Led Zeppelin History – June 24

Today in 2009 a 1962 handwritten letter from Jimmy Page to his American pen pal Ronnie Kellerman (at the time, head of the Jerry Lee Lewis fan club and Page’s frequent correspondent) sold at a Christie’s Rock & Roll auction for $12,500. Page was 18 years old at the time it was written, and it would be another 6 years before he would form Led Zeppelin. In the letter Page talked about living on next to nothing as he was trying to pay off his guitar and amp, going to art school, and a new local band called The Beatles. Full text of the letter is below, unedited:

“Dear Ronnie, I’m sorry for the lapse in correspondence but there has been a very good reason. When I last wrote to you I told you the discs would be ready in a couple of days, but when I went to collect them I found that they had messed up the transcription and had to have them done again and in the circumstances I couldn’t write to you in case you thought I was stalling and had ruined the tapes or something. Anyway you’ve got them now, I hope the recording is what you wanted.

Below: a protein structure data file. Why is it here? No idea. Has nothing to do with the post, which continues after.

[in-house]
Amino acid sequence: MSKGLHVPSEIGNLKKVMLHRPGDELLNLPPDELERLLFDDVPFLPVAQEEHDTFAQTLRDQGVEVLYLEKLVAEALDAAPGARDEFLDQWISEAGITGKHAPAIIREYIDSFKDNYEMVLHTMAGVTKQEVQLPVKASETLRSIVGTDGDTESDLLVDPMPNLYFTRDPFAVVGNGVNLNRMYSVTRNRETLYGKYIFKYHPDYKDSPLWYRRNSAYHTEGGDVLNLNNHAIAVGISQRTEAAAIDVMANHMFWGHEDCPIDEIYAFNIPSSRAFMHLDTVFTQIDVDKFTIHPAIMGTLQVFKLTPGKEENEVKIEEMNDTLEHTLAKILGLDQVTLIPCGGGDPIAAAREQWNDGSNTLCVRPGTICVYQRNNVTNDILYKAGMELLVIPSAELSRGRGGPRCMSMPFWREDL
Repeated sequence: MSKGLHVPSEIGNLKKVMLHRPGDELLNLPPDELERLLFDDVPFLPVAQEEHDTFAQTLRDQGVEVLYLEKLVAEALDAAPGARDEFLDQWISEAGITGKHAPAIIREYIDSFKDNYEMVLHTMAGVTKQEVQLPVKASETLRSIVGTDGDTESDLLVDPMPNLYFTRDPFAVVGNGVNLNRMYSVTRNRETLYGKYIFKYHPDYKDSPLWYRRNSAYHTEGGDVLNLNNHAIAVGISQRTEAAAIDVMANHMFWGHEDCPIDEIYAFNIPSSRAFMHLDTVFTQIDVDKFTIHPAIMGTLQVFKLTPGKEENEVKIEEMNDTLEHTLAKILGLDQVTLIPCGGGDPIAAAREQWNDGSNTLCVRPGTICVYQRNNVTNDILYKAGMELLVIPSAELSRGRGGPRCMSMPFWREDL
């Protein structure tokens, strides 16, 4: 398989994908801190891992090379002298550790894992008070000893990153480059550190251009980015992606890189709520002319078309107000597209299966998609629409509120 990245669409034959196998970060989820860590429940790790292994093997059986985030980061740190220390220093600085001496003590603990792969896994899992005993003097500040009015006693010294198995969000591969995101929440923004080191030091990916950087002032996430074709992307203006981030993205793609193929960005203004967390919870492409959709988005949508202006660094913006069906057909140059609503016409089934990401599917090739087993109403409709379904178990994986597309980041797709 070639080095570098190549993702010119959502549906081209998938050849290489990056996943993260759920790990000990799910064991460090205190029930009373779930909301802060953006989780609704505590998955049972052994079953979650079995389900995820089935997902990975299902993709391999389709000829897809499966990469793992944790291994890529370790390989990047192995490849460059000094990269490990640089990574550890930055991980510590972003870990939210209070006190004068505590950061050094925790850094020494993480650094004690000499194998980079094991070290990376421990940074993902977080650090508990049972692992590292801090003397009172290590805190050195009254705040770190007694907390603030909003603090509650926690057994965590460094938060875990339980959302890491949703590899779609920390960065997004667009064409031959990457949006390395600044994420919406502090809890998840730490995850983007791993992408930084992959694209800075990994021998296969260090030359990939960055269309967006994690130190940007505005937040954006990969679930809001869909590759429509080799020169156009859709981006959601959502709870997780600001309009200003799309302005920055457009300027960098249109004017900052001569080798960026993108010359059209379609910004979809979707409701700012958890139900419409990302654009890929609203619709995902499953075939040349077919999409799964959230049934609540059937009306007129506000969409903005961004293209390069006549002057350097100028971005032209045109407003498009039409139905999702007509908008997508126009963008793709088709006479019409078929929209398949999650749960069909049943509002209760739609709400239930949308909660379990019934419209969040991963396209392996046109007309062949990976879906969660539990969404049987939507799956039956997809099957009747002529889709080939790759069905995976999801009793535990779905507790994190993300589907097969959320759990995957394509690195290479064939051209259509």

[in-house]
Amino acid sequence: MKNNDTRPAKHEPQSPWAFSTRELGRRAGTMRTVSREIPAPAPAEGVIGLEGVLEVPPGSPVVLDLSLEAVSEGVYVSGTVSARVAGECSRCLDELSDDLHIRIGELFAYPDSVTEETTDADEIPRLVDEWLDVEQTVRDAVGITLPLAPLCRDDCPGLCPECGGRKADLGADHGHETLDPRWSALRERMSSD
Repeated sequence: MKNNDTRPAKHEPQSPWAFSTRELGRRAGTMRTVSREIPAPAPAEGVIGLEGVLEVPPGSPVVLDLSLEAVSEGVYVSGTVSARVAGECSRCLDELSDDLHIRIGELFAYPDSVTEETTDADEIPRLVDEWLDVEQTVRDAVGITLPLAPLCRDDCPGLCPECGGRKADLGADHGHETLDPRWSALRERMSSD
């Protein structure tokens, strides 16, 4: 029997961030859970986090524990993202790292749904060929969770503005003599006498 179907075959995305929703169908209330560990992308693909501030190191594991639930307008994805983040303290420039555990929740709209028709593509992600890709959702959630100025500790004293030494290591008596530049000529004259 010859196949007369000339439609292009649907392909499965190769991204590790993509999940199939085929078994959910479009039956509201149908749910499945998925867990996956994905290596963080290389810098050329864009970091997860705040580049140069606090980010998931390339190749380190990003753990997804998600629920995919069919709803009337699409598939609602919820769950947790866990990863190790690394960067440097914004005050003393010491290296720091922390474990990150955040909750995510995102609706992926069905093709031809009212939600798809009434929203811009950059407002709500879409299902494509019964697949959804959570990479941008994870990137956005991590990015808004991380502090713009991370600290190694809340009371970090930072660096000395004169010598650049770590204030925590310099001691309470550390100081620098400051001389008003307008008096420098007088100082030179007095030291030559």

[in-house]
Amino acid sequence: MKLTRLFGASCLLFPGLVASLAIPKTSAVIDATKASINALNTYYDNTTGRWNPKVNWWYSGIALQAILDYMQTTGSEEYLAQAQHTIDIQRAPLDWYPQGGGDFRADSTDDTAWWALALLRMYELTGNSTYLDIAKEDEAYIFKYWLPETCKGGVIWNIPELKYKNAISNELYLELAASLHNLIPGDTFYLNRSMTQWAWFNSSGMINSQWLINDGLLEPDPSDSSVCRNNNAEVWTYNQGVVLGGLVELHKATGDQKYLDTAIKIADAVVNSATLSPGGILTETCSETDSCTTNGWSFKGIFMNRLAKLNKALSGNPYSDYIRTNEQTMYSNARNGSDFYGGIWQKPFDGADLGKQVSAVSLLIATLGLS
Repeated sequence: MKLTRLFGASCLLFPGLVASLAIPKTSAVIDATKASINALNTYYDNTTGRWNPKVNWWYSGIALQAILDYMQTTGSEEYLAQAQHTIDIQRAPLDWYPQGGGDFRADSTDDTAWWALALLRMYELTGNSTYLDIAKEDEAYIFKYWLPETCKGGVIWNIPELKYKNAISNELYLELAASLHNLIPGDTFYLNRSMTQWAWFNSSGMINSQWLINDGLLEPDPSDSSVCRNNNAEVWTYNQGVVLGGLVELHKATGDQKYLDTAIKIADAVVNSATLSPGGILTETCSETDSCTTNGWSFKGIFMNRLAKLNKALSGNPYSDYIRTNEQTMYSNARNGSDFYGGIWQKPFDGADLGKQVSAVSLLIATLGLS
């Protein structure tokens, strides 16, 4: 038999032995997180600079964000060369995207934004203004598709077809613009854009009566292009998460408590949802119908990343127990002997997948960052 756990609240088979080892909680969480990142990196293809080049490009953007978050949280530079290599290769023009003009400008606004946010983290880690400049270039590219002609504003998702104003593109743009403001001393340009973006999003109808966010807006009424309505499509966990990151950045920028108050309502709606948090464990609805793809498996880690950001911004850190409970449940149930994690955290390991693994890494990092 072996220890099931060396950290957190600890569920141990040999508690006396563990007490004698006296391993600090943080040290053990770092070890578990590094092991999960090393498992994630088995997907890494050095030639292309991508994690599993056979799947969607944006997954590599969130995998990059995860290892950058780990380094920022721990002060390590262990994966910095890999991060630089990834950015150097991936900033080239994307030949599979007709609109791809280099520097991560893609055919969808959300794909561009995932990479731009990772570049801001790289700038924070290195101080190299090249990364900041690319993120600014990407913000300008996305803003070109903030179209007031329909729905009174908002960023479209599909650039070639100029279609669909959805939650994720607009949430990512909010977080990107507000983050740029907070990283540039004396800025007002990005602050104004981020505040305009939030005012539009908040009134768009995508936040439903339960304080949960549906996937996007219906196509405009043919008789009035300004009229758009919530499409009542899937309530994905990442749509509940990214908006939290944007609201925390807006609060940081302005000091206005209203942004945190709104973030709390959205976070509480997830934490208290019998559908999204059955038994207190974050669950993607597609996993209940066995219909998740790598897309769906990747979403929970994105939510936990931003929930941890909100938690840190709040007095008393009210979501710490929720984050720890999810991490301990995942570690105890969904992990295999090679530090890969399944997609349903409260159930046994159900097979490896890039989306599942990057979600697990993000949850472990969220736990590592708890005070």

In the package I’ve included an L.P. of a show that was on T.V. over here in 1961 called Drumbeat, it has some lousy tracks but it also has good ones, ie the Roy Young’s and John Barry’s.

Have you heard from Sutch lately; his record didn’t get anywhere over here, probably not enough publicity.

I wonder if Sun are going to release any more Jerry Lee tracks now his contract has nearly expired. I know “Cajun Style of Lovin” was never released.

Liverpool groups seem to have swamped the scene over here, but the Beatles are the only ones any good. I expect you’ve heard of them.